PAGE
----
The juvenile petition filed against respondent was properly dismissed where respondent was over 21 years of age when the petition was filed and was not subject to the Juvenile Court Act, and in the absence of a valid petition, the trial court had no discretion to transfer the case to criminal court, regardless of the fact that he was under 17 when the alleged offense was committed.
Appeal from the Circuit Court of Boone County, No. 07-JD-57; the Hon. Fernando L. Engelsma, Judge, presiding.
Michelle J. Courier, State's Attorney, of Belvidere (Lawrence M. Bauer and Scott Jacobson, both of State's Attorneys Appellate Prosecutor's Office, of counsel), for the People.
Thomas A. Lilien and Christopher McCoy, both of State Appellate Defender's Office, of Elgin, for appellee.
PRESIDING JUSTICE BURKE delivered the judgment of the court, with opinion. Justices McLaren and Hudson concurred in the judgment and opinion.
¶ 1 This case comes before this court for a second time. In 2007, the State charged respondent, Luis R., then age 21, by delinquency petition with two counts of aggravated criminal sexual assault, which he allegedly committed when he was 14. On remand from the Illinois Supreme Court, the trial court granted respondent's motion to dismiss the petition, and the State appeals. The State argues that the trial court erred by dismissing the charges and by failing to consider the State's motion for a discretionary transfer to criminal court.
¶ 2 We hold that, although the juvenile court had subject matter jurisdiction, personal jurisdiction, and the inherent authority to adjudicate the petition, the Juvenile Court Act of 1987 (Act) (705 ILCS 405/1-1 et seq. (West 2006)) did not authorize the State to institute juvenile delinquency proceedings against respondent, because he was over the age of 21 when the petition was filed. The juvenile court correctly dismissed the petition because respondent was not subject to the Act when the petition was filed, even though he was under the age of 17 when he allegedly committed the offenses. Without a valid juvenile petition, no discretionary transfer to criminal court was permitted under the Act. We affirm.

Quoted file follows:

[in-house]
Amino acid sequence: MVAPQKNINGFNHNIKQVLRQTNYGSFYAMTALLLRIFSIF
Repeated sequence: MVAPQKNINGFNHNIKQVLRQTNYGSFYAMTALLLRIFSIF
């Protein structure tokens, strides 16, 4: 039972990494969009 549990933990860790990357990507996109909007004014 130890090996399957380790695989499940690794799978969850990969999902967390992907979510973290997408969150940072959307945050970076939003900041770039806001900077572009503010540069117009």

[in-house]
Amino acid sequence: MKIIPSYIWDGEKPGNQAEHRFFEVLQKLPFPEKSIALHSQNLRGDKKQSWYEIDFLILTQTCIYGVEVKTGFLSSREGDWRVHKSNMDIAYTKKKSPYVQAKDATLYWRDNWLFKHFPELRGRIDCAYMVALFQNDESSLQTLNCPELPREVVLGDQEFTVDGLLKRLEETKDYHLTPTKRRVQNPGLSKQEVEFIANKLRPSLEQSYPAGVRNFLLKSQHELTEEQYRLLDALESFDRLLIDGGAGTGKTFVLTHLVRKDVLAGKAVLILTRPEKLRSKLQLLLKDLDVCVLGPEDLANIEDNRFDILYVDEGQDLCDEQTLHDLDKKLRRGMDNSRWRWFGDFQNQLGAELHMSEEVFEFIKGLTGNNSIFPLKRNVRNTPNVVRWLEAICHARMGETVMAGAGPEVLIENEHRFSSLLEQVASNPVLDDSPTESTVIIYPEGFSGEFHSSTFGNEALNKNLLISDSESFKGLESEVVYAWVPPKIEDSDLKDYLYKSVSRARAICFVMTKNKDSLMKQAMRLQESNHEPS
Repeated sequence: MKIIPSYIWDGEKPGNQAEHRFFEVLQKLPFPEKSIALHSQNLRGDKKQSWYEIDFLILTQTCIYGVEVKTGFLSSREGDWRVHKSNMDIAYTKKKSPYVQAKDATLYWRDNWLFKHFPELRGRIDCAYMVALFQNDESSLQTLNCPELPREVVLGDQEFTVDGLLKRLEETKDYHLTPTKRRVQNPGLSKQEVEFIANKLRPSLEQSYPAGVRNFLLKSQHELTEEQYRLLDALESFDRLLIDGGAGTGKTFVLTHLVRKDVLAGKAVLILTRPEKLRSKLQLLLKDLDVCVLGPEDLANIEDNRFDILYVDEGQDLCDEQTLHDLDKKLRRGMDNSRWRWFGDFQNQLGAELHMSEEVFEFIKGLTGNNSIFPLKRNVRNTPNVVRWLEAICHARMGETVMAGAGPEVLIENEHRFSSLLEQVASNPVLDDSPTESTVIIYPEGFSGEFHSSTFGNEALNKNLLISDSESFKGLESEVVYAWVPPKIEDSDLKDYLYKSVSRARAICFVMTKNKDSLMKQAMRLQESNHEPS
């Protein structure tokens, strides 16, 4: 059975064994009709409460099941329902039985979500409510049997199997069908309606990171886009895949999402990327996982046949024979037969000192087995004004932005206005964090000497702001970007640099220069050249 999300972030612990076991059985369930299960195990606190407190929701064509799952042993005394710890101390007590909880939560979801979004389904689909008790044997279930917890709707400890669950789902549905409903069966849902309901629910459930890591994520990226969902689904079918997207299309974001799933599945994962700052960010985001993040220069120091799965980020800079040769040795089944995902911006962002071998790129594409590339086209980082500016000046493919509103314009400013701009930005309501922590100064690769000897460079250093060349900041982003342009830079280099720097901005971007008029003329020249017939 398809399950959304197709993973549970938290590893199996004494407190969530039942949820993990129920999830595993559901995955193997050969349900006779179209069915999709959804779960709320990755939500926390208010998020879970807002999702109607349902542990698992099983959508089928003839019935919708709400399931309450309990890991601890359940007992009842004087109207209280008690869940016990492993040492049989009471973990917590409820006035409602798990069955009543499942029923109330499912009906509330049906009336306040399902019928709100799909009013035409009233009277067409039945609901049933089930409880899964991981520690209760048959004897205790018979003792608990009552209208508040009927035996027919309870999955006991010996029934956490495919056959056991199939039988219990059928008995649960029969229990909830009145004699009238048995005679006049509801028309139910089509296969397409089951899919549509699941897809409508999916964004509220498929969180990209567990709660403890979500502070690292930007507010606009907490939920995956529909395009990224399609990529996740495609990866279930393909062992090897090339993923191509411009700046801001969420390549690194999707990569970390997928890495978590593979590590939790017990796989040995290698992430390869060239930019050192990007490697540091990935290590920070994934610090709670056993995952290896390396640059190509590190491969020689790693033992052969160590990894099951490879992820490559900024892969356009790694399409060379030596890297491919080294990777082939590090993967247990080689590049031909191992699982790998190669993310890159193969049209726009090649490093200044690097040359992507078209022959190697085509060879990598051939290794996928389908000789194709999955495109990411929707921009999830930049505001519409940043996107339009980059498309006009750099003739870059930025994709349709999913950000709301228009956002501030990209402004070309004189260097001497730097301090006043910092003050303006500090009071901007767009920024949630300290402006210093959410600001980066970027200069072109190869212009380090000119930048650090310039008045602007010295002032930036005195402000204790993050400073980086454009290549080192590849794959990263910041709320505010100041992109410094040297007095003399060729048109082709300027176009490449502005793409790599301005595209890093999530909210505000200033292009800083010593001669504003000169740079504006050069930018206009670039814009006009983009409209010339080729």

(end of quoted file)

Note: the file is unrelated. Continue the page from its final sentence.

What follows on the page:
¶ 3 I. FACTS
¶ 4 On August 8, 2007, the State filed a petition in the circuit court of Boone County, alleging that respondent was a delinquent minor and seeking to make him a ward of the court. 705 ILCS 405/5-520(2) (West 2006). The petition charged two counts of aggravated criminal sexual assault, arising from conduct that occurred "on or about June through August of 2000." Respondent immediately moved to dismiss the petition, arguing that, because he was 21 years old, the trial court was "without jurisdiction over [his] person." The State, in turn, moved to prosecute respondent under the criminal laws. See 705 ILCS 405/5-805(3) (West 2006) (juvenile court may determine whether certain non-automatic-transfer cases might be appropriate for criminal court). In a separate motion, the State asked the trial court to designate the proceedings as an extended jurisdiction juvenile (EJJ) prosecution. See 705 ILCS 405/5-810 (West 2006). When a juvenile prosecution is designated as an EJJ prosecution, a guilty plea, a verdict of guilt, or a finding of guilt requires the judge to impose two sentences: a juvenile sentence, and an adult criminal sentence that is stayed on successful completion of the terms of the juvenile sentence. 705 ILCS 405/5-810(4) (West 2006). The trial court granted respondent's motion to dismiss without ruling on the State's motions.
¶ 5 The State appealed, and this court affirmed the dismissal. In re Luis R., 388 Ill.App. 3D 730 (2009) (Luis R. I). In so doing, we examined section 5-120 of the Act, which states in relevant part:
"Exclusive jurisdiction. Proceedings may be instituted under the provisions of this Article concerning any minor who prior to the minor's 17th birthday has violated or attempted to violate any federal or State law or municipal or county ordinance. Except as provided in [certain other sections of the Act], no minor who was under 17 years of age at the time of the alleged offense may be prosecuted under the criminal laws of this State." 705 ILCS 405/5-120 (West 2006).
¶ 6 Under section 5-105(10) of the Act, a "minor" is defined as "a person under the age of 21 years subject to this Act." 705 ILCS 405/5-105(10) (West 2006). According to the plain language of section 5-105(10) and section 5-120, we concluded that the State may institute proceedings under the Act only against persons who (1) are under the age of 21 and (2) prior to turning 17, violated or attempted to violate the law. The State's petition alleged that respondent was younger than 17 when he committed the alleged crimes, but respondent was no longer "under the age of 21" at the time the petition was filed. Accordingly, we held that section 5-120 does not authorize the State to institute proceedings against respondent under the Act, even though respondent was under 17 years of age when he allegedly committed the crimes. Luis R. I, 388 Ill.App.3d at 732-33. We concluded that there were no ...